Exploring the unknown can be hard, intimidating, like you’re grasping in the dark for something you strongly believe but do not truly know is there. Or an archaeologist digging up little artifacts, trying to imagine how they might fit together into a larger whole. Well, these are the places I want to dig.
In the 90s, the interface of a “tech tree” began to emerge in real-time strategy games of the likes of Mega-Lo-Mania and Sid Meier’s Civilization, allowing one to plan the order in which new technologies are researched and developed— sometimes over the course of thousands of years of human history. Each technology depending those which came before, reducing your focus to a small handful of possible avenues of research and the paths which might draw you closer to your goal.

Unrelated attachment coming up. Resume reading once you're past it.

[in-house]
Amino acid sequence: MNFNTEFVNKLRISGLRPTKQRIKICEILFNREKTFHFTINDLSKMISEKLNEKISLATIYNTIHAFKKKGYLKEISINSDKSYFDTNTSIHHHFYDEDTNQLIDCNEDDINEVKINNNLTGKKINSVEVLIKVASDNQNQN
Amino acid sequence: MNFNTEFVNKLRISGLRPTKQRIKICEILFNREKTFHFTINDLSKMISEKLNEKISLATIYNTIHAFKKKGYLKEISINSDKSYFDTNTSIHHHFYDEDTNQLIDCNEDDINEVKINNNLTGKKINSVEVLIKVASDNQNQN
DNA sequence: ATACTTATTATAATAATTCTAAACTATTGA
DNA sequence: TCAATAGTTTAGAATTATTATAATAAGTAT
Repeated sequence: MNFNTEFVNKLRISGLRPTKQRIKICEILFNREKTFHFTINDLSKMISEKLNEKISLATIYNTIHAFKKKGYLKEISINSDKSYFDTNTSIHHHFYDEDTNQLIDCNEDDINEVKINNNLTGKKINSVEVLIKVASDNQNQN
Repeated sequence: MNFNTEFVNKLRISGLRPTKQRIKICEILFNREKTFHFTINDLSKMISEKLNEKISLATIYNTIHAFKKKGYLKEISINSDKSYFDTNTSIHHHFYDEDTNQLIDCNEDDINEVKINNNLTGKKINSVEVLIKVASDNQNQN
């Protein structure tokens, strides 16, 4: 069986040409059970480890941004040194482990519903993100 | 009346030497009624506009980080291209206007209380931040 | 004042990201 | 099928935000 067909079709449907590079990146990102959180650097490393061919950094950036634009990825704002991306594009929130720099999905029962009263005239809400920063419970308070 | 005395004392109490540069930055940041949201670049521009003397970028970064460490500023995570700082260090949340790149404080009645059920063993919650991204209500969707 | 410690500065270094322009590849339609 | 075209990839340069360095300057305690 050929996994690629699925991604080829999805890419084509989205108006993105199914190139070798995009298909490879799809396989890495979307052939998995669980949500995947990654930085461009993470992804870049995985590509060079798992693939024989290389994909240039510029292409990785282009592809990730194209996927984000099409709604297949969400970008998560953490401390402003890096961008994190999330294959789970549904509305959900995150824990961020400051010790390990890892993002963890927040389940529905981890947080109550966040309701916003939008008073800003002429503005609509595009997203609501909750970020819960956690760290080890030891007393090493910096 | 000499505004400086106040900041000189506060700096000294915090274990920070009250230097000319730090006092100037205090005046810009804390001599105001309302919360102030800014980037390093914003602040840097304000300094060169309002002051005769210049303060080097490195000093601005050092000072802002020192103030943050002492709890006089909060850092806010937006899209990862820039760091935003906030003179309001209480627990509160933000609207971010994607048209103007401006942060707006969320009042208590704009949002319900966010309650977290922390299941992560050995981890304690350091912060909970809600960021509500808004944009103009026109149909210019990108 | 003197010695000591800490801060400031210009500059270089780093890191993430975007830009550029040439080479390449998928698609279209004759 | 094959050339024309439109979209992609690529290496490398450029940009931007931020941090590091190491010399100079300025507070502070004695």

So I set out to make my own tech tree, not of the past but looking into the future. Not merely a hypothesis of the steps and pieces working towards a greater overall vision and project, but also a tool, a tool which helps me to channel my energy into the pieces of a larger project most relevant to me at any given moment. To not look out and see the vastness of an ambitious project that feels impossible to overcome, but to understand it as a set of smaller steps leading up to that greater vision.